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November 2020


How to Become a Bounty Hunter

Tag: Next Generation Identification System

New Technology Will Enable Law Enforcement Officers to Quickly Analyze DNA Swabs

By Steve Neavling

Awaiting DNA results can be frustrating for law enforcement.

But the FBI hopes to change that by expediting the process using the government’s new biometric identification database, Biometric Update reports.

The FBI is accelerating the collection of DNA profiles for the Next Generation Identification System. Law enforcement officers will be able to take DNA swabs from suspects using a portable machine that is designed to create matches within 90 minutes.

That means officers will be able to run tests while temporarily detaining a suspect.

The U.S. Supreme Court ruled in 2013 that police officers have the right to capture and analyze a cheek swab just like they have the right to take fingerprints or photographs.

Privacy Groups Want Audit of Facial Recognition Technology Before Database Goes Live


Steve Neavling

As the FBI prepares to begin using a controversial facial recognition system later this year, more than 30 privacy groups are urging the Justice Department to conduct a long-pledged audit of the database, the National Journal reports.

Groups are worried about the privacy of American citizens and said the lack of oversight “raises serious privacy and civil-liberty concerns,” according to a joint letter sent Tuesday to Attorney General Eric Holder.

“The capacity of the FBI to collect and retain information, even on innocent Americans, has grown exponentially,” the letter reads. “It is essential for the American public to have a complete picture of all the programs and authorities the FBI uses to track our daily lives, and an understanding of how those programs affect our civil rights and civil liberties.”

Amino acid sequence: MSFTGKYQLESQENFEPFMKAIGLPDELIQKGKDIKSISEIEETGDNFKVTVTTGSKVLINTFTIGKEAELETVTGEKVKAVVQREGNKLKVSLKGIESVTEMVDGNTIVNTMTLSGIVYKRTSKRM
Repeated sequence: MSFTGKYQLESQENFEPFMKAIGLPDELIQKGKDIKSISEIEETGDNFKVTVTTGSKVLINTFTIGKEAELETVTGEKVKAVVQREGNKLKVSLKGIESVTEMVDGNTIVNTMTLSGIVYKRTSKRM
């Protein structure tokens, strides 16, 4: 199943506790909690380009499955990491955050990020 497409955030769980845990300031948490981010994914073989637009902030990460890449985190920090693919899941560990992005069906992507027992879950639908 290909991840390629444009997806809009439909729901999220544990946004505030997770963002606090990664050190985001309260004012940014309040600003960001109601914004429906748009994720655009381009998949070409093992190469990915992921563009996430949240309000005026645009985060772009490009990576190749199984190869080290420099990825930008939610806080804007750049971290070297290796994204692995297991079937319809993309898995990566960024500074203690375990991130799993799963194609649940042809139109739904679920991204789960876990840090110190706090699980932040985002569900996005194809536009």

The Next Generation Identification program includes a biometric database that scans irises, palm prints and faces.

“One of the risks here, without assessing the privacy considerations, is the prospect of mission creep with the use of biometric identifiers,” said Jeramie Scott, national security counsel with the Electronic Privacy Information Center, another of the letter’s signatories. “it’s been almost two years since the FBI said they were going to do an updated privacy assessment, and nothing has occurred.”

FBI’s Facial-Recognition Technology Could Fail Up to 20% of the Time

Courtesy of

Steve Neavling 

The FBI has said its facial-recognition technology is a critical component of fighting the war on terror and other serious threats.

But new records indicate the technology could fail 20% of the time, the National Journal reports.

“An innocent person may become part of an investigation because the technology isn’t completely accurate,” said Jeramie Scott, an attorney with EPIC who reviewed the documents, citing the Boston Marathon bombings as an example. “They’re pushing it forward even though the technology isn’t ready for prime time.”

The FBI could’t be reached for comment.

The technology is part of the FBI’s Next Generation Identification program, which includes iris and fingerprint scans.


Privacy Group Sues FBI for Details on Sophisticated Biometric System

Courtesy of

Steve Neavling 

A group of privacy advocates is suing the FBI for refusing to release details about its Next Generation Identification system, which will be one of the largest biometric databases in the world, WND reports.

The Electronic Privacy Information Center filed the suit, demanding information about technical specifications and private companies that are working on the system, according to WND.

The NGI system will include fingerprints, iris scans, face and voice recognition, DNA profiles, palm prints and photographs.

“The FBI will use facial recognition to match images in the database against facial images obtained from CCTV and elsewhere,” the organization said, arguing there already are an estimated 30 million spy cameras across the United States.